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Monday, April 04, 2005

TOTALLY & COMPLETELY DIGITAL ULTRA-VIOLENCE ...and an issue with a song from 1984

You know, I do not think I have ever had the pleasure of seeing a digitally filmed movie via a digital projector, but today I was lucky enought to catch SIN CITY on the big screen with one of only 2 digital projectors in New England. ...at least as far as i know. Anyway, the film which is based on several graphic novels/comics was expertly shot and it was a really impressive looking film. It also had some entratining moments --- but did it have to be so very vile? As exciting as it was to see such use of color, editing, set design and cinematography, it was just too repugnant at times.

True, it was meant to be a comic book so the violence certainly hinged on the level over-the-top dark comedy but I feel the directors still took it too far and made it too nasty for no other reason than to take it too far and to be nasty. I guess exploitive would be the appropriate word.

The film was also filled with the geek comic book view of the ideal woman: busty, long legged, tiny waist, pouty lips, big hair, dangerous and nude at all times. And, of course, there seems to be a bit of sadistic pleasure in putting these one-deminsional female characters in peril or torture. And, of course, at the heart of it --- the female characters turn out to be the cruelest of the bunch.

Now, one could argue that this fits the genre of most comic books and that I am being a bit silly about it. However, if I were female and saw this movie --- I would be offended. And when, o, when will Bruce Willis play a lover or love interest to an actress who would be more appropriate in age?!?!? Do we all feel the need to see Mr. Willis get it on with nubile teens? Is this a reflection of an actor's ego or that of us?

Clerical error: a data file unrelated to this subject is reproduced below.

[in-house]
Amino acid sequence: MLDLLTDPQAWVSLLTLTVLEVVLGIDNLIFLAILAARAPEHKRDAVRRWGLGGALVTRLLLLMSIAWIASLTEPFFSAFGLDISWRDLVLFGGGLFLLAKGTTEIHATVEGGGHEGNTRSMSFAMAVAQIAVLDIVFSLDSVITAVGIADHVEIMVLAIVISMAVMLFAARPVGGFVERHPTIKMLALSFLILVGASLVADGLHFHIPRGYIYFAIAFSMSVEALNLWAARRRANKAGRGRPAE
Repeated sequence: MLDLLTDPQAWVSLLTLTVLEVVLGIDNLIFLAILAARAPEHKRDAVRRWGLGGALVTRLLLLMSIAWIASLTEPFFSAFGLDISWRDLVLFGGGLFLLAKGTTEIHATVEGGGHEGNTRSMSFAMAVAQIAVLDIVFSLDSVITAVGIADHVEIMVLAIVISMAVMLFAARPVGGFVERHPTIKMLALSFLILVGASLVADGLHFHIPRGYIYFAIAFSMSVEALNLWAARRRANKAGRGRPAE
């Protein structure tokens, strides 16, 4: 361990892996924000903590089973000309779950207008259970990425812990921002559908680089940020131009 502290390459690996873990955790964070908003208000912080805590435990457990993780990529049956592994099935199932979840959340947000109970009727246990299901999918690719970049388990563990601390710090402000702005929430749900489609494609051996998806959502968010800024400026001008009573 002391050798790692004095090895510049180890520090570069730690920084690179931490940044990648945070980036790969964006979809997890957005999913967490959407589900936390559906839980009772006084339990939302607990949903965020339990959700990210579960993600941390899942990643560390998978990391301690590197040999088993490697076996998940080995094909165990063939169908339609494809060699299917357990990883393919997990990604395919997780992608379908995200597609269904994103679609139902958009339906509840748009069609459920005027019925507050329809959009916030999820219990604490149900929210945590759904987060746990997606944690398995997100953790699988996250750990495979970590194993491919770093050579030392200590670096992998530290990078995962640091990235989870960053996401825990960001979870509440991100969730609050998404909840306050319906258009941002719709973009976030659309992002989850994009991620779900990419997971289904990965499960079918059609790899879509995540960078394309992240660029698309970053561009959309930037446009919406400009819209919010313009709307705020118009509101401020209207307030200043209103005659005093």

And what gives with this film securing an R-rating? If any film would deserve the NC-17 label it would be this film! There is no logical explanation for the way films are rated in the US. I think it all depends on the budget of the film and who is producing/distrirbuting it. Even still, I am glad it at least merited an R-rating. However, the sad thing is that the plots and the script in general are really at the 13 to 16 year old boy level. It will be interesting to see if this film does well at all. It certainly has quite a cast. ...however, the only reason, in my opinion, to take it in is to see the latest step in a new technology. Very well crafted trash!

Now, I am going to just be honest and let you all know that I have a problem. ...well, a new problem. As many of you know, I have a tendency to love the White Trash Operatic Diversions of rock-n-roll composer, Jim Steinman. I love the bombast and melody of it all! I mean, Total Eclipse of the Heart is one of my all time favorite 3 songs! ...and one will not find a bad song on the Meatloaf Bat Out of Hell LP! And the once hot Billy Squire fared well under the rock oper stylings of Mr. S --- as did, gulp, Air Supply.